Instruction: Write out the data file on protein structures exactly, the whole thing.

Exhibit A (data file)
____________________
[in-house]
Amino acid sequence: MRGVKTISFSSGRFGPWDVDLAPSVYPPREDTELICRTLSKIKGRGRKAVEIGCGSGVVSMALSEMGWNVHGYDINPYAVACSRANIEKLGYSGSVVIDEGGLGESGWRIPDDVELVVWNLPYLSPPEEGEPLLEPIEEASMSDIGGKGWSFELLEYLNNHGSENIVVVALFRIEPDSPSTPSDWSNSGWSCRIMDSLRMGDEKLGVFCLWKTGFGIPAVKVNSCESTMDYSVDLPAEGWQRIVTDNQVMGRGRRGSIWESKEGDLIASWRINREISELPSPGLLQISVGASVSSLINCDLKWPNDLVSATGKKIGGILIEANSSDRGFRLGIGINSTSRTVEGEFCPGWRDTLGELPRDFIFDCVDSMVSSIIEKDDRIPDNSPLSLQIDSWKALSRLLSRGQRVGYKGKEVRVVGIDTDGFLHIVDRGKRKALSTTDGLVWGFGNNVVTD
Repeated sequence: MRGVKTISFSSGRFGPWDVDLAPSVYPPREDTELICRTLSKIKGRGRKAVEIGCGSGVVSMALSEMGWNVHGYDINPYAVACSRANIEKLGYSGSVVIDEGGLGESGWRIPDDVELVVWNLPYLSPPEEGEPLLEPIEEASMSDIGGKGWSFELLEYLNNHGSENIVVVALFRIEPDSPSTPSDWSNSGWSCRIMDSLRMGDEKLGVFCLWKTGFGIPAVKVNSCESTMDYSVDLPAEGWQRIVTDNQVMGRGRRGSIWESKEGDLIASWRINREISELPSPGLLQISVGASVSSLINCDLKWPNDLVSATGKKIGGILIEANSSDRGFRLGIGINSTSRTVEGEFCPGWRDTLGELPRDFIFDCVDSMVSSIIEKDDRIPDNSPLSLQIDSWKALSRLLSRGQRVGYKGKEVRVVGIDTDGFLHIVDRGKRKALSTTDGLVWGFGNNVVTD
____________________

[in-house]
Amino acid sequence: MRGVKTISFSSGRFGPWDVDLAPSVYPPREDTELICRTLSKIKGRGRKAVEIGCGSGVVSMALSEMGWNVHGYDINPYAVACSRANIEKLGYSGSVVIDEGGLGESGWRIPDDVELVVWNLPYLSPPEEGEPLLEPIEEASMSDIGGKGWSFELLEYLNNHGSENIVVVALFRIEPDSPSTPSDWSNSGWSCRIMDSLRMGDEKLGVFCLWKTGFGIPAVKVNSCESTMDYSVDLPAEGWQRIVTDNQVMGRGRRGSIWESKEGDLIASWRINREISELPSPGLLQISVGASVSSLINCDLKWPNDLVSATGKKIGGILIEANSSDRGFRLGIGINSTSRTVEGEFCPGWRDTLGELPRDFIFDCVDSMVSSIIEKDDRIPDNSPLSLQIDSWKALSRLLSRGQRVGYKGKEVRVVGIDTDGFLHIVDRGKRKALSTTDGLVWGFGNNVVTD
Repeated sequence: MRGVKTISFSSGRFGPWDVDLAPSVYPPREDTELICRTLSKIKGRGRKAVEIGCGSGVVSMALSEMGWNVHGYDINPYAVACSRANIEKLGYSGSVVIDEGGLGESGWRIPDDVELVVWNLPYLSPPEEGEPLLEPIEEASMSDIGGKGWSFELLEYLNNHGSENIVVVALFRIEPDSPSTPSDWSNSGWSCRIMDSLRMGDEKLGVFCLWKTGFGIPAVKVNSCESTMDYSVDLPAEGWQRIVTDNQVMGRGRRGSIWESKEGDLIASWRINREISELPSPGLLQISVGASVSSLINCDLKWPNDLVSATGKKIGGILIEANSSDRGFRLGIGINSTSRTVEGEFCPGWRDTLGELPRDFIFDCVDSMVSSIIEKDDRIPDNSPLSLQIDSWKALSRLLSRGQRVGYKGKEVRVVGIDTDGFLHIVDRGKRKALSTTDGLVWGFGNNVVTD